Album Review: Bartees Strange — Live Forever
Posted: by The Editor
In choosing the way we present ourselves to the world, we’re posed with a number of disparate options. We can choose to adopt a facade, a completely invented doppelgänger of ourselves, every detail meticulously designed toward fulfilling a certain purpose. Or we can make tiny compromises along the way, bending our will here and there as we build an understanding of what the world wants from us, taking the risk of letting those small changes pile up and swallow us whole.
Or we can do what Bartees Strange did—we can choose to be only ourselves. No facade, no compromise, no adopted false signifiers as a means of fitting ourselves and our work into easily identifiable boxes. We go all in on ourselves and have faith that we’ll find the people who’ll understand. Live Forever, the debut album from Bartees Strange, is the result of that kind of faith. Across eleven tracks that traverse and defy easy genre classifications and burst at the seams with creativity, originality, and heart, Live Forever signals the arrival of a visionary songwriter with one of the best debut albums in years.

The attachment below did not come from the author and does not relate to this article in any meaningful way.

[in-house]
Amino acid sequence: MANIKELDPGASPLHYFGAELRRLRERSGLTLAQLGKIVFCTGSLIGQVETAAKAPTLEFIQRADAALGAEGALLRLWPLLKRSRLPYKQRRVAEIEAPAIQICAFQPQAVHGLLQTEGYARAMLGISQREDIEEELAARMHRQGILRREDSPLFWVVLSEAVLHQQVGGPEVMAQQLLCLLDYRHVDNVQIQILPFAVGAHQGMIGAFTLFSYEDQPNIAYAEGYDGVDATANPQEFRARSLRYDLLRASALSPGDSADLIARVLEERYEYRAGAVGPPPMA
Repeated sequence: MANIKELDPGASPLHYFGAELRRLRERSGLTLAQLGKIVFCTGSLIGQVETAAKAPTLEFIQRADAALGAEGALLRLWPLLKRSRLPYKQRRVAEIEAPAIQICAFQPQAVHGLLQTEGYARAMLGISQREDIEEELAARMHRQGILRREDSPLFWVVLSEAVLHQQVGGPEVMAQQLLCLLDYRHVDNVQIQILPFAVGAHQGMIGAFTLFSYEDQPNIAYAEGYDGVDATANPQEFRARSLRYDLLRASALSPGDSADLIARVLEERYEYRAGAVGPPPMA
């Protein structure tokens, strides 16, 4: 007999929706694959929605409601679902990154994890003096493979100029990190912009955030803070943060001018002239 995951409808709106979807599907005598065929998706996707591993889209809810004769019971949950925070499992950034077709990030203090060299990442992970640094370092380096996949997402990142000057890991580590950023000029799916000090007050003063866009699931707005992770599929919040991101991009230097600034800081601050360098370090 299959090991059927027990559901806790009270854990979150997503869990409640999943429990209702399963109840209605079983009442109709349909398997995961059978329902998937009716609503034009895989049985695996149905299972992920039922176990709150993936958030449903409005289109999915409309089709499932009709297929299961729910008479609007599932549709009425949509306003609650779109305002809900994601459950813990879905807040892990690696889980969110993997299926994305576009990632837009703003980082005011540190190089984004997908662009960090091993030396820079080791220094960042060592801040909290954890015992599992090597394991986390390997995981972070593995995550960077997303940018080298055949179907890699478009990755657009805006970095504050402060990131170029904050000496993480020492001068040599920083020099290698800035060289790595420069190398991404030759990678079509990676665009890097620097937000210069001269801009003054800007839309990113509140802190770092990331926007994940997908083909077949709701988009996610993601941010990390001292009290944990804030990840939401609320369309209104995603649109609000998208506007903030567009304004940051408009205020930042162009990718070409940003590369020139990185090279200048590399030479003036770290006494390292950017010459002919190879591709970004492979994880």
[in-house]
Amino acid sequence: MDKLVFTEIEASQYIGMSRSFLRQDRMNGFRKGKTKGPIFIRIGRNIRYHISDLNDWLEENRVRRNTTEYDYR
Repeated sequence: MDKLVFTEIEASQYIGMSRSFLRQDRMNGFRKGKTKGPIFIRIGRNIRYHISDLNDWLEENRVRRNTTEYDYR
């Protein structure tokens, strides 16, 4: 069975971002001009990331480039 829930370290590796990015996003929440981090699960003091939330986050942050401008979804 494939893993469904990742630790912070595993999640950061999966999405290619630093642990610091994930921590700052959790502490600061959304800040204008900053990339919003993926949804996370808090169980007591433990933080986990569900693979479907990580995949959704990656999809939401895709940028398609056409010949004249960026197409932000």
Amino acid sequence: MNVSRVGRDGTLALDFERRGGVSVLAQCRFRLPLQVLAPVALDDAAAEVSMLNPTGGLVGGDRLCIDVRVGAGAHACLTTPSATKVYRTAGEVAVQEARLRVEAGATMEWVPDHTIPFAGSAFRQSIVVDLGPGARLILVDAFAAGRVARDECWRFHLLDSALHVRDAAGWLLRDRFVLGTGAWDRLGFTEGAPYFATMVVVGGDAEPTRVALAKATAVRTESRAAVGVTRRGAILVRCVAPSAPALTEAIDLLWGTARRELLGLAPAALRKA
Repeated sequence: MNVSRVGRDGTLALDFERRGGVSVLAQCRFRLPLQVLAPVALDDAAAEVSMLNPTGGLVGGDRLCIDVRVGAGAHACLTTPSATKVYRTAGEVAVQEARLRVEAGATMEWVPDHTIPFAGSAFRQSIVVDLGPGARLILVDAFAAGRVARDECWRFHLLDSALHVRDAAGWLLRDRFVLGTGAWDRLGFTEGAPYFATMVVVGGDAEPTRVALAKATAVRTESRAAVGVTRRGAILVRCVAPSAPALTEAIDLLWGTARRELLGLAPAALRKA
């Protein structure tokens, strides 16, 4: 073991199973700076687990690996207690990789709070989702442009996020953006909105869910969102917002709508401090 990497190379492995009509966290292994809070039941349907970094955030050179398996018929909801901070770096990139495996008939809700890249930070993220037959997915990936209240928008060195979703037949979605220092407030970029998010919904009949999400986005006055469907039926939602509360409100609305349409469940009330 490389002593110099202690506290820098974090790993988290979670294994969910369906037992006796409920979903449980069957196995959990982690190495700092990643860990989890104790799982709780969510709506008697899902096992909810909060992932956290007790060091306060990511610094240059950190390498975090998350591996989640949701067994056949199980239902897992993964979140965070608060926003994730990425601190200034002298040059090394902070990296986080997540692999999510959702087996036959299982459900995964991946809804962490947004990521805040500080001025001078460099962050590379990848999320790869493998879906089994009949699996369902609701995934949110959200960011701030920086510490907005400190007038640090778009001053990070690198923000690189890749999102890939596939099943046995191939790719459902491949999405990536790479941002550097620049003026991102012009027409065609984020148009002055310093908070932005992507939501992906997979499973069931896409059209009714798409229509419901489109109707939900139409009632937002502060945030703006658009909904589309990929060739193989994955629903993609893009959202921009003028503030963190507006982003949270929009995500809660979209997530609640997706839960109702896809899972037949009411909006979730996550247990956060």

Strange shows off his eclectic musical personality within the first few tracks on Live Forever, which opens with the hazy “Jealousy.” Here, Bartees establishes an atmosphere for the rest of the album not by selecting a representative track—really, there are no representative tracks on Live Forever—but by building a sonic environment within which he’ll spend the next ten songs fleshing out his own little world. “Jealousy” rings with a low, airy keyboard that carves out a space for Strange’s slow, deliberate vocals, breaking into a drawn-out falsetto as he attempts to compose his thoughts. “Cut out my anger,” he repeats with a level affect like a mantra, as if he’s trying to find some sort of clarity in these opening moments.